The numbers do not add up for Mike White to come back for 2024 season

White's cap number of $5.2 million is simply too high for an unproven backup that will never start in Miami. He threw six passes in mop up duty last season and his sole incompletion was a pick six.

Miami Dolphins quarterback Mike White (14) drops back to pass against the Denver Broncos during the second half of Miami's 70-20 victory.
Miami Dolphins quarterback Mike White (14) drops back to pass against the Denver Broncos during the second half of Miami's 70-20 victory. / Jim Rassol / USA TODAY NETWORK

Backup quarterback Mike White, who threw six passes last season in relief of Tua Tagovailoa at the end of six regular season games, has a high cap number and is not worth bringing back under the terms of his current contract.

White has a cap number of $5.2 million this season and that amount is simply too much for a backup quarterback who has the unimpressive resume that White possesses.

Should the Dolphins elect to waive White before the season, they would only be responsible for a cap hit of $1.7 million. For a team looking to extend Tagovailoa this offseason with a contract that is fit for a King, the difference in cap space in waiving White could be better used elsewhere.

The Dolphins could also restructure White's contract and give him guaranteed money upfront with a lower base salary, but that would be throwing good money away for bad. If I were Chris Grier I would rather keep the signing bonus money in the bank and simply cut my losses. White is not worthy of a significant signing bonus or even anything above the veteran league minimum of $1.21 million.

It would be best for the Dolphins to waive White before the draft and give him an opportunity to latch on elsewhere. They could find a veteran quarterback in free agency to take White's spot and offer something close to the league minimum on a one-year deal. The deal that the veteran turns down today looks awfully good when there are no other jobs to be had.

Further, Miami still has Skylar Thompson on the roster who has shown flashes of readiness when he was forced to spell Tagovailoa during the 2022 season when Tagovailoa and then-backup Teddy Bridgewater were both injured. Thompson won a game that propelled the Dolphins to go to the playoffs that year and showed that he was capable of running the offense.

Thompson's cap hit is barely over a million dollars as he is still operating under the rookie contract that he signed in 2022. For a backup quarterback, that is a bargain given today's market.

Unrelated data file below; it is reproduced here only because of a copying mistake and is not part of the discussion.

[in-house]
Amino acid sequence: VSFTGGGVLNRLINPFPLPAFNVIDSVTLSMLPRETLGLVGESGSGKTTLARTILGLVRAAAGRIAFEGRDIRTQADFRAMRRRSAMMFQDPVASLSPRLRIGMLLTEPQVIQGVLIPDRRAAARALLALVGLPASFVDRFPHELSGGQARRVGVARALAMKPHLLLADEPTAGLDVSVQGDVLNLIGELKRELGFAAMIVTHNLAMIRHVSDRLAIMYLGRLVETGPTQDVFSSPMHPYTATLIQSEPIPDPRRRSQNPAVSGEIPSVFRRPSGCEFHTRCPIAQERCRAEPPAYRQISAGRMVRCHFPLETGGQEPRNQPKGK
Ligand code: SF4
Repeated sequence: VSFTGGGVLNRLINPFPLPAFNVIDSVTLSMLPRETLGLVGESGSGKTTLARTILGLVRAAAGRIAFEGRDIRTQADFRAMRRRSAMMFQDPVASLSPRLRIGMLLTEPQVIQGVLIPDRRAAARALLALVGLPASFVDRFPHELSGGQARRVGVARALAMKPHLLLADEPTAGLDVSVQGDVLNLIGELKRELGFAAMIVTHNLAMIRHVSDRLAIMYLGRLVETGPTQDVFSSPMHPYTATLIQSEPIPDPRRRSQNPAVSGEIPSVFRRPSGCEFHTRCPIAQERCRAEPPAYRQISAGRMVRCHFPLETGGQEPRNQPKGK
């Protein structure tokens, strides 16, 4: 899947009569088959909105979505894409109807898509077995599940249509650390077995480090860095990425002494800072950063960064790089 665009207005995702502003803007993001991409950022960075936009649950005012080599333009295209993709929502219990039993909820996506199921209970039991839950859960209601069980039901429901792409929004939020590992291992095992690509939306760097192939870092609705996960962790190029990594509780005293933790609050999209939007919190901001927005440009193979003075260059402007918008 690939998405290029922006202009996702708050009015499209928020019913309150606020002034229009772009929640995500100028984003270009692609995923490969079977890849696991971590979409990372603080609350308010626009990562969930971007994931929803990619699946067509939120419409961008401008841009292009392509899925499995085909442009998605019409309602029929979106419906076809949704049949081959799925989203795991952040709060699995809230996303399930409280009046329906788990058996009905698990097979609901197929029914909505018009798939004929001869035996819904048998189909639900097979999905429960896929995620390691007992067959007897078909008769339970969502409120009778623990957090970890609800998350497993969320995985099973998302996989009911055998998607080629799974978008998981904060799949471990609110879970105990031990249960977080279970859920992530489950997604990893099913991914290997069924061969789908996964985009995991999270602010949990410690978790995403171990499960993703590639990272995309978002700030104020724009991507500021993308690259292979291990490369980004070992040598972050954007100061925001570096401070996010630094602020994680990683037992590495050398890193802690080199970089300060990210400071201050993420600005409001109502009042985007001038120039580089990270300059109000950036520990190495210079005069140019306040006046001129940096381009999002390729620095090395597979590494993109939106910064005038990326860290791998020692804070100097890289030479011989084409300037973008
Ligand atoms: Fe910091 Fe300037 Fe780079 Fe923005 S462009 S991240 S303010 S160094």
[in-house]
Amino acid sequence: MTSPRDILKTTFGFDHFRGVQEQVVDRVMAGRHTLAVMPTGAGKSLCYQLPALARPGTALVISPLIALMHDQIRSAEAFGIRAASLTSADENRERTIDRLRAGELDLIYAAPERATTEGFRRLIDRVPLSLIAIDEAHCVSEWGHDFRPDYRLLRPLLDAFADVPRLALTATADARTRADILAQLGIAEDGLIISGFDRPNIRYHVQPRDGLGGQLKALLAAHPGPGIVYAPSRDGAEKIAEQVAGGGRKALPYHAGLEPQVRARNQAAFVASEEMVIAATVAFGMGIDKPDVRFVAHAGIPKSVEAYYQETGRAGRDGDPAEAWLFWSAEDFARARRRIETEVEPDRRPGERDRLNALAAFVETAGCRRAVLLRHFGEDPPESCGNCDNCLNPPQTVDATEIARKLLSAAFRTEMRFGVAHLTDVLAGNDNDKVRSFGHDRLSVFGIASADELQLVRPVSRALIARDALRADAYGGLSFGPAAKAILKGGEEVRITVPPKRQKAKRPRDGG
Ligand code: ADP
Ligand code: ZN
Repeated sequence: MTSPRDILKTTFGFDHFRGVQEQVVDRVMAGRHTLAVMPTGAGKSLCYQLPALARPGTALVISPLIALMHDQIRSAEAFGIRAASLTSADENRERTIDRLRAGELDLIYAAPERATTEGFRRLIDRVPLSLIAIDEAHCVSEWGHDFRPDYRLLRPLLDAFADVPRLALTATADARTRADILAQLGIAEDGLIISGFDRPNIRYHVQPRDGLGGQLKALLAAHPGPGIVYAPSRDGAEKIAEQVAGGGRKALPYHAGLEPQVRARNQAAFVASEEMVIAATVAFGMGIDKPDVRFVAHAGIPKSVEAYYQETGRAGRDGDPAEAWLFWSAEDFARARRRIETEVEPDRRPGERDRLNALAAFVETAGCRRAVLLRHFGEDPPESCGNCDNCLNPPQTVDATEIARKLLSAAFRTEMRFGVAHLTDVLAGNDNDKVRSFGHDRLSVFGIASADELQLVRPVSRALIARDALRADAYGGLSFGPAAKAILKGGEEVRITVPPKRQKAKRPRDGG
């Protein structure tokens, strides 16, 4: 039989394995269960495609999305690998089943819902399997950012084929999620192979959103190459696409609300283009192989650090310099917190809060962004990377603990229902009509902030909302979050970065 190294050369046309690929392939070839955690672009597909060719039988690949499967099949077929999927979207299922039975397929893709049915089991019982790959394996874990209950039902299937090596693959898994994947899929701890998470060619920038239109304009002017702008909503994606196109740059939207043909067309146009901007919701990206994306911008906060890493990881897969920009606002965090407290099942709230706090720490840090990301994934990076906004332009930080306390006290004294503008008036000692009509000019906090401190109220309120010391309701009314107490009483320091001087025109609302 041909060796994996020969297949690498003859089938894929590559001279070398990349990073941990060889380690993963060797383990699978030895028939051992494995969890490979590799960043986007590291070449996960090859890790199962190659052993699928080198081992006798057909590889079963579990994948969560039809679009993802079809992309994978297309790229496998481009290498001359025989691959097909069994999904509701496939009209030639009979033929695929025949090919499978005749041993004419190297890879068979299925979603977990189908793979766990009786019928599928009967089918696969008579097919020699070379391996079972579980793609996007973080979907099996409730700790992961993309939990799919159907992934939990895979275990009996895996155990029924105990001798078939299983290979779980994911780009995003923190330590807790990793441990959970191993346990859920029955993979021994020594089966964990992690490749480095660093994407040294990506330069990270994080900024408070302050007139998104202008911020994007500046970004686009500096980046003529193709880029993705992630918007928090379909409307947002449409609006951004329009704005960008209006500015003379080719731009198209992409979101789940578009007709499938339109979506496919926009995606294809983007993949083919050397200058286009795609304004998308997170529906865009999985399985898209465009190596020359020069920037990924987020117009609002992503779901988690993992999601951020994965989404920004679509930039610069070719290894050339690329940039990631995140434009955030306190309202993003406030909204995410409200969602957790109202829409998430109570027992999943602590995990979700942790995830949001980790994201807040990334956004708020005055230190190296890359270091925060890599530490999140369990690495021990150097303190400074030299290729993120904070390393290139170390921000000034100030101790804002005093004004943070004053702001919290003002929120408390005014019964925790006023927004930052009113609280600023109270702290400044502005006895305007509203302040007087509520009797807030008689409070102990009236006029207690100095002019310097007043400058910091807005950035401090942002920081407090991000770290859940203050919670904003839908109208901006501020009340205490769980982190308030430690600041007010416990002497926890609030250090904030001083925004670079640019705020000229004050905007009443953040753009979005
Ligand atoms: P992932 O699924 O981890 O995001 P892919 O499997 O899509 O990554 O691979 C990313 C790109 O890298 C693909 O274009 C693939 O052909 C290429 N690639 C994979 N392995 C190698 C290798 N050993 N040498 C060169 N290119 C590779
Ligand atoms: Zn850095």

The Dolphins could also bring in a formidable third-string quarterback as an undrafted free agent after the draft concludes. I do not think that Miami would spend one of their six draft choices on a backup signal caller when they have so many other holes to fill, especially along the front lines.

Miami could target a quarterback like Austin Reed from Western Kentucky, or possibly Sam Hartman from Notre Dame, who had a pedestrian-like week at the Senior Bowl and at the NFL Combine earlier this month. They do not appear to be likely draft choices and the Dolphins will probably be on the phones with their agents as we begin the seventh round to offer free agent contracts. Hartman might be a late-round selection based on his film and stellar college career, but there is a significant chance that he will go undrafted.

Florida State's Jordan Travis might go undrafted due to the serious leg injury that he sustained last season and would probably start the season on the PUP list. Travis was instrumental in leading the Seminoles to the ACC Championship last season and a berth in the Orange Bowl. The playoff committee elected to leave the undefeated Seminoles out of the playoff due to the fact that Travis was not able to participate.

Jordan Travis
Jordan Travis walking on crutches at the Orange Bowl game last season. Travis said that he expects to be back for the start of NFL training camps, but realistically he will start the season on the PUP list if signed to an NFL team. / Megan Briggs/GettyImages

Travis is equally dangerous throwing the ball and running it on designed plays. Travis is most dangerous when he escapes the pocket and can throw on the run, or scamper downfield for a first down. He could be a diamond in the rough. Travis was viewed as a first-round selection by many draft experts before the devastating injury.

Another name that rings a bell is Carter Bradley of South Alabama. Bradley is the son of former Jacksonville Jaguars coach Gus Bradley and has a strong understanding of the game and how to attack defenses. He had a good week at the Senior Bowl in front of the scouts, but is a long shot to get drafted.